by Austin Giles
At each occupied table in the writing center of Whatcom Community College there is a pair of people, tutor and student, together discussing the ways to improve the essay before them. The main things being discussed: developing, organizing and illustrating ideas.
An excerpt from the writing center’s mission statement explains, “The reader’s role is to assist as the writer explores his or her ideas and options.”
Katie Chugg has been with the writing center for six years. “I love hearing about what students are doing and thinking,” she said. “They come from such diverse backgrounds.” Tutoring has rewarded her with a clearer vision for writing.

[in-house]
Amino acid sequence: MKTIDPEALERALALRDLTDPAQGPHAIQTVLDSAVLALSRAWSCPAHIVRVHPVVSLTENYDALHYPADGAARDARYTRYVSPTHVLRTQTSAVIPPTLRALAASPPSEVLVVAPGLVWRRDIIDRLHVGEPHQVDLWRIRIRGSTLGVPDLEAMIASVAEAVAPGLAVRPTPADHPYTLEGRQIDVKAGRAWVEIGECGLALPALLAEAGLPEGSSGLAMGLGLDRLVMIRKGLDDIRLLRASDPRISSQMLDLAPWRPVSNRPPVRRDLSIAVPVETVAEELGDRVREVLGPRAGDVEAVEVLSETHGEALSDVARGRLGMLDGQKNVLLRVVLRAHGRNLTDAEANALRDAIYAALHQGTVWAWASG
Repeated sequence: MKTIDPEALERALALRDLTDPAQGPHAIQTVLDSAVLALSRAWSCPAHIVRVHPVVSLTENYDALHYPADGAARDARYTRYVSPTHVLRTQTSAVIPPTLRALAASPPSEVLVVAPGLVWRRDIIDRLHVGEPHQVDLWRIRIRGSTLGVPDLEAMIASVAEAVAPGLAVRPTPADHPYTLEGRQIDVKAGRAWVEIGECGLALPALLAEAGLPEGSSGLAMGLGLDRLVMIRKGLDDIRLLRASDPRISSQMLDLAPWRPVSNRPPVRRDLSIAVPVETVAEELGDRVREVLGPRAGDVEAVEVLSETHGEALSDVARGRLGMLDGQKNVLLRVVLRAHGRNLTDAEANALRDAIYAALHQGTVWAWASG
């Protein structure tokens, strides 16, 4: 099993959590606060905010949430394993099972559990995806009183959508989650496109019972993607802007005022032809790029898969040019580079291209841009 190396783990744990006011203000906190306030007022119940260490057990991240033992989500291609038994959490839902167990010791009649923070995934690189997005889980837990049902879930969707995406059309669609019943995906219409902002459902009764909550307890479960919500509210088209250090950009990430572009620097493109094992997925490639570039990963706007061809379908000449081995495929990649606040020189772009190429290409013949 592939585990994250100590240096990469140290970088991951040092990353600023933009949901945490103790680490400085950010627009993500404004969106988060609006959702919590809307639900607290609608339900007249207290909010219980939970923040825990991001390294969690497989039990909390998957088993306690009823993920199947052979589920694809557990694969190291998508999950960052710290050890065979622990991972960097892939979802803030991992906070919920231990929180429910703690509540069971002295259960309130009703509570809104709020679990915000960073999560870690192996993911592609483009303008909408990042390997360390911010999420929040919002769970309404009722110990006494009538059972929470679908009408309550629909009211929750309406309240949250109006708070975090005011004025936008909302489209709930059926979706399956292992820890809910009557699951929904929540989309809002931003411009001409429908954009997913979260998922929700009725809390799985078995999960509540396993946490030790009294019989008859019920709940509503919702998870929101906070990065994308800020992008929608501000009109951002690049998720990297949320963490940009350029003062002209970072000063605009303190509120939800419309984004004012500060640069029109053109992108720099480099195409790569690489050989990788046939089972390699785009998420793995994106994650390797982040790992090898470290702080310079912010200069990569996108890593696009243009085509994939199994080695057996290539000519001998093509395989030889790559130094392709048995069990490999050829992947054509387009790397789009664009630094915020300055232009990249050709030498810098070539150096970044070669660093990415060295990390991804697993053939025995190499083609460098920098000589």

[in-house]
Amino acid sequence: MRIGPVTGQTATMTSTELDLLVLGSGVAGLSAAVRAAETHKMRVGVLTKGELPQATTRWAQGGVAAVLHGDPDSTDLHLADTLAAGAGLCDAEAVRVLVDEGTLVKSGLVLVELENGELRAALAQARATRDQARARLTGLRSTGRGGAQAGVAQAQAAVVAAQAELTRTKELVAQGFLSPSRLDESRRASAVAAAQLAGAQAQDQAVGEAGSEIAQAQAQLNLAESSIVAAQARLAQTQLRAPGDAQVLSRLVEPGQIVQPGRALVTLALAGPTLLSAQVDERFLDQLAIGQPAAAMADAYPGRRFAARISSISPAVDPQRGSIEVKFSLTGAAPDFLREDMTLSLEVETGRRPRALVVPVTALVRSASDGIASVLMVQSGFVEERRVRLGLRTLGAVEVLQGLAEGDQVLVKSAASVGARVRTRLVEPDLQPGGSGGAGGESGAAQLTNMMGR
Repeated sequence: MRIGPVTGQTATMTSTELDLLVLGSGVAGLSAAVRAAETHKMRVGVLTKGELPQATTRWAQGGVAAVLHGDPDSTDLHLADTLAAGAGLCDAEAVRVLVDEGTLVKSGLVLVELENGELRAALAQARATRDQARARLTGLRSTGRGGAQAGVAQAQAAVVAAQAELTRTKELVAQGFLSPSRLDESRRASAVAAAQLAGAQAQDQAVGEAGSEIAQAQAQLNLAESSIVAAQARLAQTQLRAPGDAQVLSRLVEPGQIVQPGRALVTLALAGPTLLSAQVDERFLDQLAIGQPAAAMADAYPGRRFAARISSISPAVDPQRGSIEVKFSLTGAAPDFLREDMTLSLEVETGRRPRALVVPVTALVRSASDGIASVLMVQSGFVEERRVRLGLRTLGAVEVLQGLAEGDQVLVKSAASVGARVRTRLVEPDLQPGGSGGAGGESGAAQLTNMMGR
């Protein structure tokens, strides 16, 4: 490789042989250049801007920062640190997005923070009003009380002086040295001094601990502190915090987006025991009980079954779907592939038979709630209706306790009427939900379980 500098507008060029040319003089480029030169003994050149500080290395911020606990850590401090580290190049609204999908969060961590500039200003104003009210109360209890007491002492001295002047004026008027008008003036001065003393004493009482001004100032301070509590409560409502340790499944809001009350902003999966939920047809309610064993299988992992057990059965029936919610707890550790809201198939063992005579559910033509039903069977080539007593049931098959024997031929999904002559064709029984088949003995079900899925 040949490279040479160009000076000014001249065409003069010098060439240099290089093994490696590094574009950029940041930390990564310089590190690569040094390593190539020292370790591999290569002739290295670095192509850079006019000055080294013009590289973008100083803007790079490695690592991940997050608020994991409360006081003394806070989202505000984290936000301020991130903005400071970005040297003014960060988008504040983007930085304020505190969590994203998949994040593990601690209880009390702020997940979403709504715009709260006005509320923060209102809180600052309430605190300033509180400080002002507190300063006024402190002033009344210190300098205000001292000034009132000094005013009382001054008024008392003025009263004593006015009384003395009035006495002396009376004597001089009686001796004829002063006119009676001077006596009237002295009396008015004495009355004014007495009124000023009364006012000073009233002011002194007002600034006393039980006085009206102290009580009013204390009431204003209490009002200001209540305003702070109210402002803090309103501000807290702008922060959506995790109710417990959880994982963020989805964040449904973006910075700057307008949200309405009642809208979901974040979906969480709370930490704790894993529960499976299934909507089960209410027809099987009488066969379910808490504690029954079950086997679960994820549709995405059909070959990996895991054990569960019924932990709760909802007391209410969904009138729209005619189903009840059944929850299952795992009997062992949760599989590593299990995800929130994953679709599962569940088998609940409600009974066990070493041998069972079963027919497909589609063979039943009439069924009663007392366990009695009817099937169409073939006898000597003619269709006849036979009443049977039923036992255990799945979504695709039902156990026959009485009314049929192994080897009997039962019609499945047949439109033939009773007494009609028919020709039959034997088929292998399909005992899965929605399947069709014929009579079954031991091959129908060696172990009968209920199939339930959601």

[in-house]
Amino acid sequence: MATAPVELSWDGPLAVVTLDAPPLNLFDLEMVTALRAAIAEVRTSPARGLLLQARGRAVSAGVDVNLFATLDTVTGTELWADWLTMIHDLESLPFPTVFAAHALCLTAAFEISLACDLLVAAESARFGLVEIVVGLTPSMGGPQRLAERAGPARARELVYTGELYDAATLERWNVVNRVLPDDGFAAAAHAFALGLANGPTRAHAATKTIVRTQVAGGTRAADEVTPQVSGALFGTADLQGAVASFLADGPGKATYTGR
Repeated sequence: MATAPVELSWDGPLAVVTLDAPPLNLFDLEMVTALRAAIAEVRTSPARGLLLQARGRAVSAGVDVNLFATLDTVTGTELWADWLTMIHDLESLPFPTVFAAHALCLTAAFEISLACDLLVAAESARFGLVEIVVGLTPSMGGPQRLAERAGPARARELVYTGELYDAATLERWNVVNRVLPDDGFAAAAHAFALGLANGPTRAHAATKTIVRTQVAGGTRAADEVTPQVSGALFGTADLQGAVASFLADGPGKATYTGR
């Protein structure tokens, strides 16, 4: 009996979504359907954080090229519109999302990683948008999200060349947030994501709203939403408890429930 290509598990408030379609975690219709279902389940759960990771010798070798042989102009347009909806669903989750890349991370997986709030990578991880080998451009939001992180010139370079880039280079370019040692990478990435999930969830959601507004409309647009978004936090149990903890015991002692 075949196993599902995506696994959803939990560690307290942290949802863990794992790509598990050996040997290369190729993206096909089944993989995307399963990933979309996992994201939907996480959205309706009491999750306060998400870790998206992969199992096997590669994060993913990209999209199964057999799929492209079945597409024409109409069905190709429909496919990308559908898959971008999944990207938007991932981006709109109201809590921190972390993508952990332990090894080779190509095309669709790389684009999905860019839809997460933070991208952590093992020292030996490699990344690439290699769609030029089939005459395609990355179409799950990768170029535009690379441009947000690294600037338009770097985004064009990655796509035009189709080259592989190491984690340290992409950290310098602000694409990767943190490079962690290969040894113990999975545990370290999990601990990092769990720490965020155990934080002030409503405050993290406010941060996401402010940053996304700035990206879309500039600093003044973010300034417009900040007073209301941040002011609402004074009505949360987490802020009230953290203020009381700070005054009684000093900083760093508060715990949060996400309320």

“When you start teaching something, you learn more,” Chugg said. She now can read a paper and see its strengths and weaknesses.
“You’ll see something that completely delights you and something that doesn’t make sense,” said Chugg. It is her job to help students smooth out the rough parts of their essays. When students are working on something that’s really important to them, they want it to be more professional and she’s there to help.
When writing center director Sherri Winans is considering which tutors to hire, she looks for “somebody who is open, interested and engaged.” She has been the director since 2001 and says that working with the staff is one of her favorite things about the job.
Applicants submit a sample of their writing for consideration in being hired but training happens in the writing center. There is a weekly meeting on Wednesdays when tutors discuss AP style, grammar and ideas. “We’re studying teaching together,” says Winans.
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